Ultimately, UC-1 informed MASSO that he could obtain firearms but needed them transported to New York. Subsequently, on September 22, 2011, MASSO, GORIS, OKLU, ORTIZ, SANTIAGO, KANWISHER, TRISCHITTA, and VENEZIA transported numerous firearms and purportedly stolen cigarettes from New Jersey to New York. The firearms – all of which had been rendered inoperable by the FBI – included three M-16 rifles, one shotgun, and 16 handguns – the majority of which had been defaced to remove or alter their serial numbers. The defendants transported the firearms, as well as cigarettes they believed to have been stolen from New Jersey to Long Island. The firearms were delivered to another undercover agent, and the cigarettes were sold to various buyers, including individuals who were not undercover law enforcement agents, prearranged by MASSO and SANTIAGO. For participating in this scheme, MASSO was paid $6,000 in cash; GORIS, ORTIZ, TRISCHITTA, OKLU, KANWISHER and VENEZIA were each paid $5,000 in cash; and SANTIAGO was paid $2,000 in cash. On October 5, 2011, MASSO met with UC-1 at a hotel in Manhattan and paid UC-1 $147,600 in cash, representing UC-1's share of the proceeds from selling the purportedly stolen cigarettes.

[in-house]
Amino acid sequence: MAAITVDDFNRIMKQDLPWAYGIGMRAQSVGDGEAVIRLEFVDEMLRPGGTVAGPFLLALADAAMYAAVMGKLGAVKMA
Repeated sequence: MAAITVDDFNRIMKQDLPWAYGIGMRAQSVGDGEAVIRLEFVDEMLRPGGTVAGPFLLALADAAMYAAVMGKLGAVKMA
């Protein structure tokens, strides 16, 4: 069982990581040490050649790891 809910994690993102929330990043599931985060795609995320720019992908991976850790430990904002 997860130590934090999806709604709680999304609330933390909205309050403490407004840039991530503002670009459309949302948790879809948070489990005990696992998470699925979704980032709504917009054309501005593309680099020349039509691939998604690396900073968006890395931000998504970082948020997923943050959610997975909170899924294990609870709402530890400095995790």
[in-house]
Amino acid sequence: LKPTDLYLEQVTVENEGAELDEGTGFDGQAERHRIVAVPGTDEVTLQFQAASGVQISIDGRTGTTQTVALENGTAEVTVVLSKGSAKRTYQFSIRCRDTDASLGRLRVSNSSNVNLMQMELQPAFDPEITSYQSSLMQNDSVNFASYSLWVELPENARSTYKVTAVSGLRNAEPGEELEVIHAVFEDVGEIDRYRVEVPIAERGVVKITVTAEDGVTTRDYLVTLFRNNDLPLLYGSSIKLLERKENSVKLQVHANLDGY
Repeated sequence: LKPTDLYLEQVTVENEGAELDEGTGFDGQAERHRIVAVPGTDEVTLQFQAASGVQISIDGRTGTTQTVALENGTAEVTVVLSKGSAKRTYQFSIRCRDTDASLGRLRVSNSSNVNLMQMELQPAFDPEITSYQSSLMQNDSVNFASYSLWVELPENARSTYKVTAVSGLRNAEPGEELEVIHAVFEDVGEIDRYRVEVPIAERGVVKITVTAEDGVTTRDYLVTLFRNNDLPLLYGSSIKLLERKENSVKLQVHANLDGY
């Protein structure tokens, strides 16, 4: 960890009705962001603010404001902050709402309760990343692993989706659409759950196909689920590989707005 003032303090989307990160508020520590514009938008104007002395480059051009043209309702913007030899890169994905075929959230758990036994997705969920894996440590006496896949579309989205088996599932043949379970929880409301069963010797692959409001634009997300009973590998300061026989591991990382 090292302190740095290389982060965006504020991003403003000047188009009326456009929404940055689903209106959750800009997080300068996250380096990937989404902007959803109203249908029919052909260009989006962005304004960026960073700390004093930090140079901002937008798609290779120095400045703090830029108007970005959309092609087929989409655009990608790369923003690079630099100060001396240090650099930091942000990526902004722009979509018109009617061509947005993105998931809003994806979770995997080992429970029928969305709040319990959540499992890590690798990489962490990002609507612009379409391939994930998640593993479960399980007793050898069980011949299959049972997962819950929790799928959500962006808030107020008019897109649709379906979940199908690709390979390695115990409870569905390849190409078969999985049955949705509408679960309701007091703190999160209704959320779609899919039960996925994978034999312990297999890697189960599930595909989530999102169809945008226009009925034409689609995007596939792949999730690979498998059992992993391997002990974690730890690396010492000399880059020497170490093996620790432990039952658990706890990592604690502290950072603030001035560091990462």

* * *
A chart identifying each defendant, the charges, and the maximum penalties, is attached to this release.
Mr. Bharara praised the investigative work of the FBI and the Internal Affairs Bureau of the NYPD.
This prosecution is being handled by the Office's Public Corruption Unit and the Complex Frauds Unit. Assistant United States Attorneys Carrie H. Cohen, Brent S. Wible, and Amanda Kramer are in charge of the prosecution.
The charges contained in the Complaint are merely accusations and the defendants are presumed innocent unless and until proven guilty.